In 1718 the sets of the four engravings by Simon took an international turn when they arrived in Albany from England with the Reverend William Andrews from the Society for the Propagation of the Gospel missionary to the Iroquois. Andrews brought 51 sets (each set comprised 4 prints; 12 of the 204 prints were framed). Of the three sets in frames, we know that one set went to New York and one to Boston, to be placed in Council chambers. Among the unframed sets, eight went to New York, four to New Jersey, eight to Boston, four to New Hampshire, four to Rhode Island, and four to Pennsylvania, as well as one to each of the Five Nations and the River Indians, one to each of the four Natives who traveled to London, and one each to the governors of Maryland and Virginia to be hung in Council chambers. With four sets having been sent to Pennsylvania, it would be surprising if Logan, with his ties to the Natives and Indian policy as well as his position in Pennsylvania government, did not acquire a set of his own. For the British, the images of the “Four Kings” came to represent “the expanding horizons of empire . . . and symbols of the reach and scope of English power.” In the American colonies they may have been used by wealthy or politically powerful individuals as visual reinforcers of friendship and alliance with Native Americans, as in the case of the magnificent murals displayed in the New Hampshire home, built 1716–1718, of merchant and shipowner Captain Archibald Macpheadris (fig. 5).
Moving ahead some two decades to Pennsylvania, the Stenton bowl may have come into play during the treaty negotiations with the Iroquois at Philadelphia in the 1730s and 1740s. In 1730 James Logan, having amassed great wealth in the fur trade, as part owner of an iron furnace, and through land ownership, removed from Philadelphia to Stenton, his country house seat nearly five miles north and west of the city, choosing a site between two major roads in and out of Philadelphia: the York Road (to New York) and the Great Road (or Germantown Road) west to the Pennsylvania frontier, an important route for the fur trade. Essentially, Logan situated Stenton on a site that allowed his property to function as a kind of threshold to Philadelphia, a convenient stopping point for both the transmission of goods and news and a stopping place for Native Americans.
Stenton’s role as a kind of gateway, however, contributes to an uncertain location for the manufacture of the bowl. Many of the goods in Stenton’s archaeological collection are of quality manufacture, such as the fine porcelains imported from China to England and then Philadelphia. In terms of Stenton’s style and the furnishings owned by Logan that survived, this gentrified English merchant took his cues from across the Atlantic. The redware basin, perhaps made in Philadelphia where Logan obtained many of his goods, could also have been made outside the capital city.
For example, the redware bowl is similar to a somewhat smaller form in the Winterthur collection (fig. 6). The catalog information for the Winterthur piece dates the vessel to the early nineteenth century and attributes it to Bethlehem, Pennsylvania. “Jos Rupp Jr / Ephrata / Lanc Co / Penn.” is inscribed on its bottom in pencil. The Ephrata connection suggests a possibility that James Logan acquired his bowl through Conrad Weiser (1696–1760), his interpreter and go-between to the Native Americans and onetime inhabitant of the small Pennsylvania borough.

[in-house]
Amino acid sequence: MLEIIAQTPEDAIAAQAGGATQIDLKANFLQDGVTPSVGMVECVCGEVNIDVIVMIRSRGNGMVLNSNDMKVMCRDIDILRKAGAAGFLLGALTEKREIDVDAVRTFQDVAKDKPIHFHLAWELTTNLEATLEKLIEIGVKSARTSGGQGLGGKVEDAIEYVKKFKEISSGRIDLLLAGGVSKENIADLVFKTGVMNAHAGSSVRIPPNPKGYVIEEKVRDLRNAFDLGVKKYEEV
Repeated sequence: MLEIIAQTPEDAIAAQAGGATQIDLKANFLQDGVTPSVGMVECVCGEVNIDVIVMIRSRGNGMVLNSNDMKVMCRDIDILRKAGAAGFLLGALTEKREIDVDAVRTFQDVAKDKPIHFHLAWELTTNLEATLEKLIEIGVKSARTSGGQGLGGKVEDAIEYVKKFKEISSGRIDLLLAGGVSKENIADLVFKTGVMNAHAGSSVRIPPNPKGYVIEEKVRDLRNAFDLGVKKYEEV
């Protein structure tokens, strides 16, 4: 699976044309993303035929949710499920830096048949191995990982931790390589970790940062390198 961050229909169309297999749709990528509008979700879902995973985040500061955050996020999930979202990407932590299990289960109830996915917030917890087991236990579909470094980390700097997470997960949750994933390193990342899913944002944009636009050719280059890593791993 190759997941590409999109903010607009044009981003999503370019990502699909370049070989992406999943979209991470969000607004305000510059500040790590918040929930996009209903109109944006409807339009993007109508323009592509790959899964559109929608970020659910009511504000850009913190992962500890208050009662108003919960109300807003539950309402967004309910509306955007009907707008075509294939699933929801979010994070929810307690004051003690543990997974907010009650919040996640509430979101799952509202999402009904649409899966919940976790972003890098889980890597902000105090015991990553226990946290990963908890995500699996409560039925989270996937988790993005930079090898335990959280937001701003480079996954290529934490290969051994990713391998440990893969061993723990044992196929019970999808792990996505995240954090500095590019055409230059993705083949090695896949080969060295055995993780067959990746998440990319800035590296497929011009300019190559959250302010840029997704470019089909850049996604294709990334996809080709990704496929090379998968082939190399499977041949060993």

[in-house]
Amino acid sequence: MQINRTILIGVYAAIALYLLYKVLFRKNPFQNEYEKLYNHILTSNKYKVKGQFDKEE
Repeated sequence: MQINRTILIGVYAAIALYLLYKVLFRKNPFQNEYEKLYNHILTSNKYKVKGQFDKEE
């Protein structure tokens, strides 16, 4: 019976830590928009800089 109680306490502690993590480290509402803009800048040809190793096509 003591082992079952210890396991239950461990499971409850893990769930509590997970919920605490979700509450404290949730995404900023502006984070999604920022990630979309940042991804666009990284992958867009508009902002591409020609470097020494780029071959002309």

For Native Americans and colonials who neither spoke each other’s language nor fully understood each other’s customs, the exchange of gifts was paramount to establishing and maintaining a relationship. A Native leader maintained his status not by the accumulation and display of goods, but by giving gifts to as many of his people as possible. Further, Iroquois culture and communication involved the use of artistic imagery and metaphors to convey ideas and concepts: clouds depicted “trouble or threats that overshadowed relationships”; a rope or chain represented an alliance or relationship; a path or road symbolized communication; and a road “full of brambles or fallen logs” indicated poor communication and disputes.
In an attempt to use the Indians’ symbolic imagery, perhaps the Stenton redware bowl was an extension of this tradition in clay, commissioned by Logan for use in a Condolence or Wood’s Edge Ceremony that may have taken place at Stenton prior to or following one of the treaties at Philadelphia. The use of the image in such a way would have visually and powerfully recalled the London alliance promised in 1710. One ritual employed prior to treaty negotiations was the metaphoric washing away of all impediments to communication. Perhaps the bowl, recalling the goodwill and solidarity of the Iroquois-English affiliation, was used as a basin for a literal and symbolic cleansing prior to talk between the colonists and Native Americans at Stenton. Or the basin may simply have represented an attempt to touch base with Native American neighbors, the offering of a commemorative gift that would further nourish an important friendship. Whatever the precise meaning or origin, this one-of-a-kind redware bowl incorporates the cultural customs and communication traditions of both the Native Iroquois and the colonial settlers into a single colonial North American artifact.
Laura C. Keim, Curator, Stenton; firstname.lastname@example.org
David G. Orr, Assistant Professor, Temple University; email@example.com